KUALA LUMPUR (Agencies): Malaysia has allowed entry of a container of plastic waste shipped from the United States reported Reuters, reversing previous opposition after finding it held only clean, recyclable material and did not violate a new United Nations treaty banning trade in contaminated plastics.
Signatories to the Basel Convention, which came into force on Jan 1, may only trade plastic waste if it is clean, sorted and easy to recycle – unless the importing country has granted an exemption.
Malaysia became the leading destination for the world's plastic trash after China banned imports in 2018, and has returned thousands of tonnes of plastic scrap since then.
Malaysia had previously said it would return the US shipment, which was shipped from Los Angeles on March 14, as it was believed to be carrying hazardous waste.
The United States, which produces more plastic waste per capita than any other country, is the only major nation not to have ratified the Basel Convention and is not bound by its rules. However, under the treaty, Malaysia cannot accept prohibited plastic waste from the United States.
The Basel Action Network non-governmental organisation said this month that contaminated plastic waste trade was still flowing despite the new UN rules, highlighting the high volume being shipped from the United States to Malaysia.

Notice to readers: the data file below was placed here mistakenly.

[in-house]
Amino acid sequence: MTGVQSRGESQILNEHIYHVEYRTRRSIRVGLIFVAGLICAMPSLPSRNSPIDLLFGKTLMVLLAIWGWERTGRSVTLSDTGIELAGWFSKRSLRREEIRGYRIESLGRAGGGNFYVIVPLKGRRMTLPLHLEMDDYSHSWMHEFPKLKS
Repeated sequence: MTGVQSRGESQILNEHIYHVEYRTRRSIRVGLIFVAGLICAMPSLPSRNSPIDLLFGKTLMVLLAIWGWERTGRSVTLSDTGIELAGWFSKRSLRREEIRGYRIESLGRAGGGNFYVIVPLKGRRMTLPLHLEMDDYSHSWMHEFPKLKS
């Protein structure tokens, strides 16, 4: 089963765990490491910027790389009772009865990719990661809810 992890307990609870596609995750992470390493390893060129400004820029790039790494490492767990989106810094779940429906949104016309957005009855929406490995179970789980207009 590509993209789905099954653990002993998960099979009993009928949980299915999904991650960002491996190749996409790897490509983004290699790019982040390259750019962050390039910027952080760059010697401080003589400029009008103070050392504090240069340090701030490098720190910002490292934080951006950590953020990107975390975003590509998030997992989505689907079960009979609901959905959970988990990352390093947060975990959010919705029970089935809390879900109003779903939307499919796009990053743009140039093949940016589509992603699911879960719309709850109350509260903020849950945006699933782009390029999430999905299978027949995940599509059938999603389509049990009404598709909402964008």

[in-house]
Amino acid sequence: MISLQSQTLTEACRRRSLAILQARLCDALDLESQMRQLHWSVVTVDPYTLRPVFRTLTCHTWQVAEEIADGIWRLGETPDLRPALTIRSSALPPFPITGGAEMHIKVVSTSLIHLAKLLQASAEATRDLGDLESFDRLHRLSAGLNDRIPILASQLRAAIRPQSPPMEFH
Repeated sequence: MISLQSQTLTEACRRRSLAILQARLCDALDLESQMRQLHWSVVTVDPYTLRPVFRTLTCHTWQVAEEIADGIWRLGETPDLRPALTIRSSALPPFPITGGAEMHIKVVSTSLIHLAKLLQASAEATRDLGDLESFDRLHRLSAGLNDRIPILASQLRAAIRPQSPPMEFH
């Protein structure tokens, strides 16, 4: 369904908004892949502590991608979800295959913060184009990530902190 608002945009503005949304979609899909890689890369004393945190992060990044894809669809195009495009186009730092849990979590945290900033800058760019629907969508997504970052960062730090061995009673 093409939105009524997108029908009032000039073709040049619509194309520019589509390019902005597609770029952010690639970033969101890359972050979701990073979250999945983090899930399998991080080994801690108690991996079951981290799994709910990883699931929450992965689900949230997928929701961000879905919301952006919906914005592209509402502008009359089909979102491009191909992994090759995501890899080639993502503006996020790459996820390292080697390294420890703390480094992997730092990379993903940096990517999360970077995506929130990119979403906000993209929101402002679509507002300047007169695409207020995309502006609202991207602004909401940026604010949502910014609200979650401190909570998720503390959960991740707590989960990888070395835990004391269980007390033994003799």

Its executive director Jim Puckett, on Tuesday (March 30) called for Malaysia to inspect all shipments of plastic waste coming into the country.
"We fear that many of the shipments will not be so clean and many will find their way to highly polluting operations," he told Reuters.
Bernama reported Environment and Water Minister Datuk Seri Tuan Ibrahim Tuan Man as saying that the two containers that arrived at Port Klang on March 27 from the United States carried clean polyethylene commercial plastic waste.
"The plastic waste was clean, homogenous, and followed the criteria as required in the import licence," he said, adding that the matter was confirmed by the National Solid Waste Management Department (JPSPN).
He said the inspection on the containers was conducted by the Environment Department (DOE), Customs Department, the police, JPSPN, Port Klang Authority, Solid Waste Management and Public Cleansing Corporation (SWCorp) and Westport Malaysia Sdn Bhd.
Tuan Ibrahim said as the competent authority to Basel Convention, DOE confirmed that the plastic waste complied with the criteria of the B3011 Basel Convention.
"The B3011 plastic waste importation does not require prior inform consent (PIC) and notification from export countries," he said in a statement Tuesday.
A check by the DOE on the importer's premises found that it was in compliance with the Environmental Quality Act 1974 (Act 127) and carried out plastic waste recycling activities using environmentally sound management (ESM).
On March 20, Tuan Ibrahim was reported as saying that a container from Los Angeles, suspected of carrying commercial plastic waste, will be impounded when it arrived at Port Klang.
"Stern actions would be taken if they fail to meet the plastic waste import criteria and procedure as stipulated by Malaysia," he said.